Plan B.

24 10 2010

Up until this point, you could say that all of the things we’ve done to the house have been in preparation for a much bigger project… that project being the addition of a second story onto the existing house.  Our grand plan was to start the second story on a weekend when we had a few extra sets of capable, skilled hands [read: not mine] in order to get a lot of work done in a short period of time.  Of course, with all things [especially remodeling!] the details don’t always fit nicely into your time frame.  We learned this the hard way while trying to get our building permit.  [Apparently they want to know certain obscure details like whether or not your existing foundation can indeed support additional weight… who knew?!]  So, despite being a little disappointed to not walk out with permits in hand, we bucked up and went home to dig a hole in the basement.


Yes, a hole.  In the basement.  The basement that has a concrete slab floor.  When the guy told us that we could either dig a hole ourselves to find the footer [the foundation of the house] or hire a structural engineer to come out, inspect, and write a certified letter stating his opinion of the integrity of the foundation, my first thought was, “engineer, of course!”  Eric’s first thought, however, was SLEDGEHAMMER.

Apparently you can make quick work of such a floor with only a sledgehammer and a shovel.  But seriously, don’t try this at home.

The good news is we found the footer.  The better news is that it’s big enough to add onto the house.  But, just to play it safe [and to make sure we don’t get turned down for our permit again], we did have an engineer come out and take a look.  Better safe than sorry, I guess…


So, owing to our lack of a permit [we’ll get it eventually, don’t worry], we had to go with Plan B, which was to do some more prep work from the inside so that when the time comes to actually take the roof off, the floor system and the walls for the upstairs will already be built…we’ll just need to put all the pieces together and then put a roof back on!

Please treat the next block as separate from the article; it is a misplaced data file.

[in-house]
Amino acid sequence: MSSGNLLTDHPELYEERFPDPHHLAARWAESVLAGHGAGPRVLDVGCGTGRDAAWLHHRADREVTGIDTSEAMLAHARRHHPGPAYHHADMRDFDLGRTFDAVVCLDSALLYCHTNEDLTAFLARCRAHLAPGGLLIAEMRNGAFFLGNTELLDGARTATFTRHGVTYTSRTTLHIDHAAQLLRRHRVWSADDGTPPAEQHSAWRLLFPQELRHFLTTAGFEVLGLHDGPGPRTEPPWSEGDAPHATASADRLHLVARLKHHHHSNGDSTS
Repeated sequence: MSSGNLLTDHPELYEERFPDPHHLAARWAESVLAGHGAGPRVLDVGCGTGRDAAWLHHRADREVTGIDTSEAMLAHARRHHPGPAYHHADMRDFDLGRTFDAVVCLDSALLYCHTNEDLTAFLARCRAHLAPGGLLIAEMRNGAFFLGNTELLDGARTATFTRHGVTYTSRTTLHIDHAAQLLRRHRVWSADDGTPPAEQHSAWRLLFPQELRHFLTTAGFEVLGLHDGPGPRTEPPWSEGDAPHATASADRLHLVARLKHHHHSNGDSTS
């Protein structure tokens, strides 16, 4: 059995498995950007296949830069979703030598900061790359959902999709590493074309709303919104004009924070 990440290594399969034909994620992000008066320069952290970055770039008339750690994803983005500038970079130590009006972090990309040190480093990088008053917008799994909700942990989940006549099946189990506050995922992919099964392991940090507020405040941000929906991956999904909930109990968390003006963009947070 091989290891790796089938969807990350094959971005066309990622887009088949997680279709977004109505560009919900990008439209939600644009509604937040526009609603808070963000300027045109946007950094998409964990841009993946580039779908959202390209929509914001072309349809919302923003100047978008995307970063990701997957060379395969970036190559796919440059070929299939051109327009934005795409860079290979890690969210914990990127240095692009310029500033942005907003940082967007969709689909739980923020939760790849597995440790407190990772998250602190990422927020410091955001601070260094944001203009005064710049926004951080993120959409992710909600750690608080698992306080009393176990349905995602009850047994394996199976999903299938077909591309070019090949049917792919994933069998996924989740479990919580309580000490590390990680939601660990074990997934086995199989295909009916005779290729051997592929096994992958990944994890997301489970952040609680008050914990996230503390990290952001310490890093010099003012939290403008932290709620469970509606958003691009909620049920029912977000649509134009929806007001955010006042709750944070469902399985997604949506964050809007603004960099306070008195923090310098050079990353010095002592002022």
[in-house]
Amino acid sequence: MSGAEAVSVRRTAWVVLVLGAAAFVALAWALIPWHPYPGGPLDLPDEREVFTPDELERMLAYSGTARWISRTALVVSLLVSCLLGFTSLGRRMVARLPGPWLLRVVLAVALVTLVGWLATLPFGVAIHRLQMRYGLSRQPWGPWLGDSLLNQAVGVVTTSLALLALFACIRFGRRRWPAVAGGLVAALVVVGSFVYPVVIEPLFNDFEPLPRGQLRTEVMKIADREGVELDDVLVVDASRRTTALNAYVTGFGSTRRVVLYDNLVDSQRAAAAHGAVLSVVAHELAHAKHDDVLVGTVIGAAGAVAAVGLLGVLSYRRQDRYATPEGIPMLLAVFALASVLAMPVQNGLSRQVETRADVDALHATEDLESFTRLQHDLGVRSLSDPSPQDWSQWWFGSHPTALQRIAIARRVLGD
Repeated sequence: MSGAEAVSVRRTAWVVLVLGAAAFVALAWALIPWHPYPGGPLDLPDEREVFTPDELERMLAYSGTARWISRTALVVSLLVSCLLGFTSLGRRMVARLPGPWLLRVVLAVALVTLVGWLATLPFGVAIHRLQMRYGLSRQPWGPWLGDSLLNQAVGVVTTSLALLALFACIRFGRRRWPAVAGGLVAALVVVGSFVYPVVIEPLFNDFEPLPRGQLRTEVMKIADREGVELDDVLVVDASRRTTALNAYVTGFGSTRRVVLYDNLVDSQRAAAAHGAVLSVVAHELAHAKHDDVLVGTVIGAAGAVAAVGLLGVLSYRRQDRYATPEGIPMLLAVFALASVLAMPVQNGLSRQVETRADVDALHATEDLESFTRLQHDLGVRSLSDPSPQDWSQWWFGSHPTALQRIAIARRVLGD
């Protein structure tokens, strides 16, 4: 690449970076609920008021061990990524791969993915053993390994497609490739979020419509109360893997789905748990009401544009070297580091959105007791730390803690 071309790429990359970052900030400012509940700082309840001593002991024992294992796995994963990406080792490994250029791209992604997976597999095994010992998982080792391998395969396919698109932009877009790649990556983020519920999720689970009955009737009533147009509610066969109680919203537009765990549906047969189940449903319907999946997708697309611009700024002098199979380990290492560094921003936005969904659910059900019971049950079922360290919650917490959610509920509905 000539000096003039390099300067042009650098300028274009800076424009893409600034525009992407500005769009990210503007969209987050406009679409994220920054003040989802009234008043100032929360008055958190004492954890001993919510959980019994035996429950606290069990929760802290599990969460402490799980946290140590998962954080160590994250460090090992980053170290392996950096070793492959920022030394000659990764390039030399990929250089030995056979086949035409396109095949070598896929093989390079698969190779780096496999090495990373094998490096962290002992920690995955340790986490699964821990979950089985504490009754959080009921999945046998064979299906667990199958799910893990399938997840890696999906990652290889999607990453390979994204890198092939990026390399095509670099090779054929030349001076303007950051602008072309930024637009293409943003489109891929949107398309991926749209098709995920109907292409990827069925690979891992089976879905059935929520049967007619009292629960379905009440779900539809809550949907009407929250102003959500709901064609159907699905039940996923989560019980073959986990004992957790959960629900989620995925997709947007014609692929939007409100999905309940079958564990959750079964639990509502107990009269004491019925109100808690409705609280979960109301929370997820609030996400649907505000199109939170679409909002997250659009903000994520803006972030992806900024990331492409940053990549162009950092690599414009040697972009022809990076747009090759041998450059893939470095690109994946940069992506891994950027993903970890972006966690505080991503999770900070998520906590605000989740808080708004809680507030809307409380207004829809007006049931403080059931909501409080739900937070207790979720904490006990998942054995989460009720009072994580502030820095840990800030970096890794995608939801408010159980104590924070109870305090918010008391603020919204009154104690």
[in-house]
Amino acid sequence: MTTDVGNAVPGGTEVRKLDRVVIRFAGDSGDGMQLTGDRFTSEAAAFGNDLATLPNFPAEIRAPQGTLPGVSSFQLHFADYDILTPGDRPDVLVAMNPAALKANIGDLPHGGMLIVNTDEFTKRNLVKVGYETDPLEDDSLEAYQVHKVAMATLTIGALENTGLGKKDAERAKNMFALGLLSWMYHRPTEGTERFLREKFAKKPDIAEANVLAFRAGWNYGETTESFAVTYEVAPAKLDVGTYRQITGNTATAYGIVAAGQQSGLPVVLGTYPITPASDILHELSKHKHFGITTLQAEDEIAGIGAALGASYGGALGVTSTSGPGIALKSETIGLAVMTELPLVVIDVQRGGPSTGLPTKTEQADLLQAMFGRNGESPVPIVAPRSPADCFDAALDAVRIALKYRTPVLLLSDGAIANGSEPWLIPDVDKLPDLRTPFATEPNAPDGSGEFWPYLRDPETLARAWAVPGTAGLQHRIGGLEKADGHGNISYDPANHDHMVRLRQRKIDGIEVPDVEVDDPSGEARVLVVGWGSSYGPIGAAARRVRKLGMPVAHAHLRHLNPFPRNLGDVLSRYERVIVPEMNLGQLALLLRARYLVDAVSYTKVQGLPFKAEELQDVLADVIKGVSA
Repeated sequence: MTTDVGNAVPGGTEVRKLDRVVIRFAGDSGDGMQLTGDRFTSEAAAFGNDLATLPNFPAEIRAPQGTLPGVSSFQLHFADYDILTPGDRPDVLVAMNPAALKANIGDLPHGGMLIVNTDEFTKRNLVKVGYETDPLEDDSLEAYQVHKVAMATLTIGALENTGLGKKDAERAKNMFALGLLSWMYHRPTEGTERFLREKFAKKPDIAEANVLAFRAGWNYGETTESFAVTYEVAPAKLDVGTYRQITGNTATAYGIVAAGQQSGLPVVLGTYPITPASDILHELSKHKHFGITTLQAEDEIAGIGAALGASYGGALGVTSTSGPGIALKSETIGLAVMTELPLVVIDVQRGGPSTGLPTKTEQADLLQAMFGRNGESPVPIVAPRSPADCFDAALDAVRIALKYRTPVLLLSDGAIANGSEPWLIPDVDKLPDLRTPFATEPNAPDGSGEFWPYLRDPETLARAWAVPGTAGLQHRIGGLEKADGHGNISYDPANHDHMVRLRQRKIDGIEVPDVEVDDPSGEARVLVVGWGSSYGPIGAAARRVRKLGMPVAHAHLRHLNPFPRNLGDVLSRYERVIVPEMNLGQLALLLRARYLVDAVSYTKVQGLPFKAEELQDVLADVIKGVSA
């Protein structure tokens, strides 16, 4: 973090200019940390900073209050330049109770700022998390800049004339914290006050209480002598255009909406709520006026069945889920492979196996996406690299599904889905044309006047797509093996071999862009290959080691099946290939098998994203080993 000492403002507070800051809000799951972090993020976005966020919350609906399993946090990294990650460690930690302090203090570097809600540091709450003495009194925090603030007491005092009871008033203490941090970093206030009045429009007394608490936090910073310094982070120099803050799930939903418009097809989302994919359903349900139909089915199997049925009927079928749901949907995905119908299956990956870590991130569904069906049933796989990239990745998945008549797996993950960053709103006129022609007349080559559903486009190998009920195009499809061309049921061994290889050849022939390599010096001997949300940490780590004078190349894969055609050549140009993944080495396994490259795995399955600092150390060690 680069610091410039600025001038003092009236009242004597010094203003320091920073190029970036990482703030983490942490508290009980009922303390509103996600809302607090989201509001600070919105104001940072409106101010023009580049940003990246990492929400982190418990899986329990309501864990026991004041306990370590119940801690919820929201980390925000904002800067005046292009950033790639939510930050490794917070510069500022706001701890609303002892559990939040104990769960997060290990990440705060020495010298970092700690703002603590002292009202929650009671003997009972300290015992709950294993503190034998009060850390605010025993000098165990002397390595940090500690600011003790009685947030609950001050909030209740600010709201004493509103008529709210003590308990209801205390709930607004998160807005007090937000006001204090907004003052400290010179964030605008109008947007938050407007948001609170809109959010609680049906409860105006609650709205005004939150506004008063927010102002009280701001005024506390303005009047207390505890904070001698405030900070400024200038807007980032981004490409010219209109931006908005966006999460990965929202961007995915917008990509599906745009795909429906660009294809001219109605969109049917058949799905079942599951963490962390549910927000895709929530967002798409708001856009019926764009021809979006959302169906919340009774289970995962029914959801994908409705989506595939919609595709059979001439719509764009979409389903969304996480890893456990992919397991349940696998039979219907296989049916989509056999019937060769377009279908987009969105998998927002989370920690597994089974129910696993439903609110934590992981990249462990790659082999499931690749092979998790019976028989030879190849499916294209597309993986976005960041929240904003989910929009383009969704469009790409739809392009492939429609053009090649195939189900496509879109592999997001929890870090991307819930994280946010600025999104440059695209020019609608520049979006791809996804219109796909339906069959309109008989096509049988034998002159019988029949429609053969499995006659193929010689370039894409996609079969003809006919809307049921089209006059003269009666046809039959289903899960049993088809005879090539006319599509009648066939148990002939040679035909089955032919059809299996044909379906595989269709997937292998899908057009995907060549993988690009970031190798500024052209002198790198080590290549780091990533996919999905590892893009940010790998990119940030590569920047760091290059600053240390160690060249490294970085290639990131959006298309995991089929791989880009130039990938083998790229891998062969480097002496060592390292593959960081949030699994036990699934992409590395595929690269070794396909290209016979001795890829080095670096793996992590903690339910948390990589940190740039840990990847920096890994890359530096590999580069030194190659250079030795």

I’d like to take a moment to personally thank everyone [Eric, Eric, Brandon, Brian, and my stepdad Jeff] who went up in the attic to shovel/scoop/vacuum out the loose insulation so that yours truly did not have to face any fears of heights, ladders, or trying to balance on a 2-inch-wide rafter or risk falling through the ceiling.  Because it was a LOT of hot, dirty, dusty work.



That is LITERALLY dust flying in the picture above.  Aaaaaa-CHOOO!

look at all that crap...

I think the neighbors are glad we have a fence.  Sorry, neighbors!  [I think we apologize at least once a week.]


After the 432483248930240th bag of insulation was sucked/shoveled/scooped and tossed outside, the fun part began… the DEMO.  We figured if we couldn’t go top-down, we’d go bottom-up!

Step 1: pull down all of the yucky fake ceiling tiles.

Step 2: demolish plaster ceilings.

Step 3: remove lathe from plaster debris.

Step 4:  add lathe to ever-growing burn pile in backyard.  Marion County, you can lift that open-fire ban anytime, thanks.

keepin' it safe, don't worry.

[and the dust continues to fly…]

I’ll tell you what, tearing out the ceilings and removing the insulation from the entire house certainly gives it a more open feel.  [I know, that’s kind of a “duh.”]  Then we decided that while the house was a mess and the furniture was on the front lawn, why not tear down a couple of walls while we’re at it?  Because that’s how we do things around here.

a little sledgehammer therapy? don't mind if I do!

The two little walls that made up the dining room doorway… gone.  The wall between the dining room and the kitchen… gone [which also means several kitchen cabinets went with it.]

The end result, however?  Waayyyyyyyyy better flow from one room to another.

Tell me that doesn’t just about blow your mind.






safety first!

18 10 2010

I would like to take the opportunity to highlight a few of the ways that we live life on the edge here on Park Avenue.  Those of you who have been a part of any sort of remodel undoubtedly know that there are times when you’re just forced to live with certain things in their temporary state for a period of time; maybe you don’t have time to finish, maybe you’re waiting for the fertilizer on the money-tree to kick in, or maybe you’ve set a date to start a particular chunk of the project and so you’re sitting around waiting for that day to come.  We have encountered at least one of each of these types of situations, and as they start to accumulate, it gets a bit comical. So, don’t go calling OSHA on us, but I’d like to give you a glimpse of a few of our “safer”solutions.

A byproduct of our first project (french door installation):  the 4-foot dropoff to the patio below…

Not the best angle, but we’re keeping a 5-foot ladder outside the door just in case you didn’t bring your Go-Go-Gadget legs with you. Heckling dog comes at no charge. (Or maybe he just likes having his picture taken… haven’t figured that one out yet.)


After we tore out the wall that the fridge and stove were sitting on, it became obvious that the outlets they were plugged into were also, well… gone.  Solution?